Marijuana Social Equity Program. The Program is established under LCB. From December 1, 2020, through July 1, 2028, marijuana retailer licenses that have been subject to forfeiture, revocation, or cancellation by LCB may be issued or reissued to a social equity applicant who meets the marijuana retailer license requirements. Marijuana retailer licenses that were not previously issued by LCB, but could have been issued without exceeding the statewide limit, may be issued under the Program.

To be considered for a retail license, applicants must submit a Plan and other LCB marijuana retailer license requirements to LCB. Persons holding an existing marijuana retailer license or title certificate for a marijuana retailer business in a local jurisdiction subject to a ban or moratorium on marijuana retail businesses may apply for a license under the Program. In determining the issuance of a license among applicants, LCB may give priority to social equity applicants based on the extent to which the application addresses the components of the Plan. LCB may deny applications that do not meet social equity goals or Plan requirements, or applicants that do not otherwise meet licensing requirements. LCB may also deny applications if additional marijuana retailer licenses are not needed to meet social equity goals in that city, town, or county.

LCB may adopt rules related to the issuance or reissuance of marijuana retail licenses under the Program. The rules may include strategies for receiving advice on the Program from communities that the Program is intended to benefit. The rules may also require licenses awarded be transferred or sold only to individuals or groups of individuals who comply with the requirements for initial licensure in the Program.

Technical Assistance Program. A Marijuana Social Equity Technical Assistance Competitive Grant Program (Grant Program) is established under Commerce. The Grant Program must award grants on a competitive basis to marijuana retail license applicants who are submitting a Plan. Commerce must award grants primarily based on the strength of the Plan submitted by applicants, but they may also consider additional criteria deemed necessary or appropriate. Technical assistance activities eligible for funding under the Grant Program include:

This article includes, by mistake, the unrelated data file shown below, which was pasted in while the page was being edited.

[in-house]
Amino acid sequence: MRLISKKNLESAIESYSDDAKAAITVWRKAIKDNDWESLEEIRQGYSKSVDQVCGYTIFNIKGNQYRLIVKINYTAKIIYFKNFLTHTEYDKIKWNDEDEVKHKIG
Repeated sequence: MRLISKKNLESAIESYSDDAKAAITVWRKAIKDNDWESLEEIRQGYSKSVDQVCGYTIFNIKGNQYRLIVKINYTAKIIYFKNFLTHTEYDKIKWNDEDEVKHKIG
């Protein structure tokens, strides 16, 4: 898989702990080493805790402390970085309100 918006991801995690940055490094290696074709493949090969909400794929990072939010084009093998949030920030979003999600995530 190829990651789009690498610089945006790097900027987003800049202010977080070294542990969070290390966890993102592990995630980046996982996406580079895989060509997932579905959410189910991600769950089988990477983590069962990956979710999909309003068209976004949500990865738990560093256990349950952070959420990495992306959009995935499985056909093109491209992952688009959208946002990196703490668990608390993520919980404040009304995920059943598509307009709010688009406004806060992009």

The Grant Program is funded with a $1.1 million annual appropriation from the Dedicated Marijuana Account.

Marijuana Social Equity Task Force. The Task Force is established. The purpose of the Task Force is to make recommendations to the LCB on, among other topics, establishing a program for the issuance and reissuance of marijuana retail licenses. The Task Force must also advise the Governor and the Legislature on policies that will facilitate the development of Program.

The Task Force is composed of both legislative and non-legislative members. The President of the Senate and the Speaker of the House of Representatives jointly appoint the 12 additional members of the Task Force, as specified. The chair of the Task Force may also invite additional individuals representing other sectors to the task force to participate in an advisory capacity in meetings, in consultation with the appointed members of the Task Force.